Hayden, Robert (Vol. 14)
Hayden, Robert 1913–1980
Hayden, an award-winning American poet, deals with the black experience in America. His poems revolve around concepts of suffering, and his use of alliteration and complex sound structure has often elicited comparisons between his work and that of Wallace Stevens and Hart Crane. (See also CLC, Vol. 5, 9, and Contemporary Authors, Vols. 69-72.)
Robert G. O'Meally
Hayden is a poet of many voices, using varieties of ironic black folk speech, and a spare, ebullient poetic diction, to grip and chill his readers. He draws characters of stark vividness as he transmutes cardinal points and commonplaces of history into dramatic action and symbol.
The slender, potent American Journal is well named. For here we peruse, at close range, portions of America's visible (public, documented) and—to use Octavio Paz's term—"invisible history." We ascend "The Point" at Stonington, Connecticut, and in the brilliant air, alive with wild swans and terns, we salute the revolutionaries who repelled the British there: "we are for an instant held in shining / like memories in the mind of God."
The Afro-American past is of special concern here. In "A Letter From Phillis Wheatley," Hayden uses understatement to reveal what historians have recently discovered: that Phillis, the 18th-century slave poet, viewed slavery and prejudice with horror, wonder, and well-guarded humor….
The title poem is a tour de force framed as the jottings of an otherworldly visitor reporting on the American people during the bicentennial. The visitor, in earthling disguise, finds Americans noisy, vain, wasteful, and cruel worshippers of machines; yet the "charming savages enlightened primitives brash / new comers lately sprung up in our galaxy" are attractively vigorous and ingenious. (p. G6)
The most compelling section of this book is the sequence of poems ironically called "Elegies For Paradise Valley," (named for a tough Detroit neighborhood of yesteryear), a place vividly recalled from the poet's boyhood, and captured in terse, sometimes gritty language…. (pp. G6-G7)
American Journal, by Hayden the "poet of perfect pitch," is a book of unforgettable images of America and her people, a prayerful report from one of our most hauntingly accurate, and yet hopeful, recorders. (p. G7)
Robert G. O'Meally, "Poems and the Nation," in Book World—The Washington Post (© 1978, The Washington Post), June 25, 1978, pp. G6-G7.
[American Journal] is characteristically spare and lyrical. Hayden chooses his words with more care than most poets use, and there is also a kind of formal ghost hovering behind his lines, so that his free-verse stanzas seem almost to have resolved themselves into something more traditional. Their holding back is what gives them their charm, however. (p. 87)
What is most pleasing about his work is the delicacy and care with which he takes the common tongue, including nicknames and slang, and manages to place every word so cleanly in his lines that a kind of bright, varied mosaic emerges. On a larger scale, this is tied esthetically to his method in "Middle Passage" (A Ballad of Remembrance, 1962), which cuts and splices documents as well as the spoken word. But here, as in the central sequence, "Elegies for Paradise Valley," the individual tiles are plucked from the language we speak, and that common language is balanced against the strictness of the form of each brief section. As in section V, where the form is the counter-weight to the sadness and risky catalogue of names:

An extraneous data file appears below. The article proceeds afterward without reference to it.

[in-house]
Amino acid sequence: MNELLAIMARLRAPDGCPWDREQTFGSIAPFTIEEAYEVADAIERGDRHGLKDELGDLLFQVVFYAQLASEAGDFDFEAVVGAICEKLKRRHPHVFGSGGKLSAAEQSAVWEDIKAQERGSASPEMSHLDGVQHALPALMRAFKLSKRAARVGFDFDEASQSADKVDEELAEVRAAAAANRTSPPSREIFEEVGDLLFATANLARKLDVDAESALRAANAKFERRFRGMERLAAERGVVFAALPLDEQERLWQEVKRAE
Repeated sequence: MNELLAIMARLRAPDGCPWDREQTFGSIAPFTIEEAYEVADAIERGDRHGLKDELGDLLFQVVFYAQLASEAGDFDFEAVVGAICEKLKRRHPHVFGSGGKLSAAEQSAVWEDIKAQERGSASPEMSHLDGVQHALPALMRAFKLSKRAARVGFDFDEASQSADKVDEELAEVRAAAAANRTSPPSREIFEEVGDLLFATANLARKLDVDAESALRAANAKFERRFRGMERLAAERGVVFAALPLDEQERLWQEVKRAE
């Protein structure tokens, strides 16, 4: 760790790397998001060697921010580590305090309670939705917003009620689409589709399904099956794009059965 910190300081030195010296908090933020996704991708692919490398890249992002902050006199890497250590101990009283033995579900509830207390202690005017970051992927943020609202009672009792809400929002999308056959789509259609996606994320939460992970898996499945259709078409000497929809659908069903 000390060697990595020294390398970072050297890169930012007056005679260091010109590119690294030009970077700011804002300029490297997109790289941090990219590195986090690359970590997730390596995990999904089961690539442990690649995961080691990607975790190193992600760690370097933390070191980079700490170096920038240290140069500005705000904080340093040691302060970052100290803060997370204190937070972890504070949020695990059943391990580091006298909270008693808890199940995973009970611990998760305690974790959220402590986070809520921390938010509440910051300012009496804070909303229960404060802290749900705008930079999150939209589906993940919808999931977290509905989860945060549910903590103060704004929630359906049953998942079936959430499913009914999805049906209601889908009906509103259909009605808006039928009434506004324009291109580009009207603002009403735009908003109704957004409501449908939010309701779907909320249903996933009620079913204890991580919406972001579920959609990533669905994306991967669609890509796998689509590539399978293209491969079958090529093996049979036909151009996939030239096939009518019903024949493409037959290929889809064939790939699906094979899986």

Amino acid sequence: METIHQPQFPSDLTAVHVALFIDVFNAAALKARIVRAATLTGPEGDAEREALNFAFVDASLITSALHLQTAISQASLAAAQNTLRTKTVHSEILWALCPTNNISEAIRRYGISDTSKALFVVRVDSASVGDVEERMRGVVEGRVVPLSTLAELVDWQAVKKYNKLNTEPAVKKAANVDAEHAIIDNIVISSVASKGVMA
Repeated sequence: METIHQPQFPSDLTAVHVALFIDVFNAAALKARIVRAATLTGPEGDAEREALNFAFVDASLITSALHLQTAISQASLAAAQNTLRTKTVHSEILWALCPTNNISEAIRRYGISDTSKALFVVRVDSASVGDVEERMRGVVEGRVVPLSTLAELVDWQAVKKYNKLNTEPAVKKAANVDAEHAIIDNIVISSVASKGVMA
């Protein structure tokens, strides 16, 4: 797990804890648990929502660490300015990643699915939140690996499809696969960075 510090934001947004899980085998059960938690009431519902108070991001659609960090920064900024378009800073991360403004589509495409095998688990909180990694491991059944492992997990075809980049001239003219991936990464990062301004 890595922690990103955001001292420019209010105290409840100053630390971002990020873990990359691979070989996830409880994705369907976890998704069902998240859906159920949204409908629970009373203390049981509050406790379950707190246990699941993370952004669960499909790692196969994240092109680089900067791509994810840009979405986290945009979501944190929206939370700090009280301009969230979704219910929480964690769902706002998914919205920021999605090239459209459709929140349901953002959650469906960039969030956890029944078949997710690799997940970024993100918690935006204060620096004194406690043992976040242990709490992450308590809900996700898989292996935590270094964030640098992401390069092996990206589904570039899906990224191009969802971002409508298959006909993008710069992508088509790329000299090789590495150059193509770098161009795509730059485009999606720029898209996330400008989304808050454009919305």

And Belle, the classy dresser, where is she,
who changed her frock three times a day?
Where's Nora, with her laugh, her comic flair,
stagestruck Nora waiting for her chance?
Where's fast Iola, who so loved to dance
she left her sickbed one last time to whirl
in silver at The Palace till she fell?
Where's mad Miss Alice, who ate from garbage cans?
Where's snuffdipping Lucy, who played us 'chunes'
on her guitar? Where's Hattie? Where's
Let vanished rooms, let dead streets tell….
The sequence is unsentimental and compassionate. It has a great sense of timing, and utilizes this fully as a poetic resource—Hayden is far too good a poet to rely solely on images to do the poem's work. His rhythmic sense is stronger, and more appealing, in any case, and his use of syntax superb. (pp. 87-8)
Reginald Gibbons, "Hayden, Peck, and Atwood," in The Ontario Review (copyright © 1979 by The Ontario Review), No. 10, Spring-Summer, 1979, pp. 87-94.
Michael S. Harper
Mr. Hayden's precision and economy is ubiquitous in ["American Journal"]; his use of slang, nicknames and the common parlance of the street is full of charm and never overdone….
The appeal of "American Journal" is enhanced by its organization, the lyrical economy with which sequences of poems develop the historical perspective; for Mr. Hayden the desire for beauty is a very human wish to resist the inevitable pain of life…. (p. 18)
Mr. Hayden's thematic attention to history reflects an attention to the vernacular and to the uses of the literary mask; the title poem is a devastating commentary on the contrast between the celebration of ancestral rituals and the damage to our spiritual lives wrought by a materialistic world…. [His] poems promise a blossoming evident in the continuous journal of an America he has both named and penetrated. (p. 20)
Michael S. Harper, "Three Poets," in The New York Times Book Review (© 1979 by The New York Times Company; reprinted by permission), October 21, 1979, pp. 18, 20, 22.∗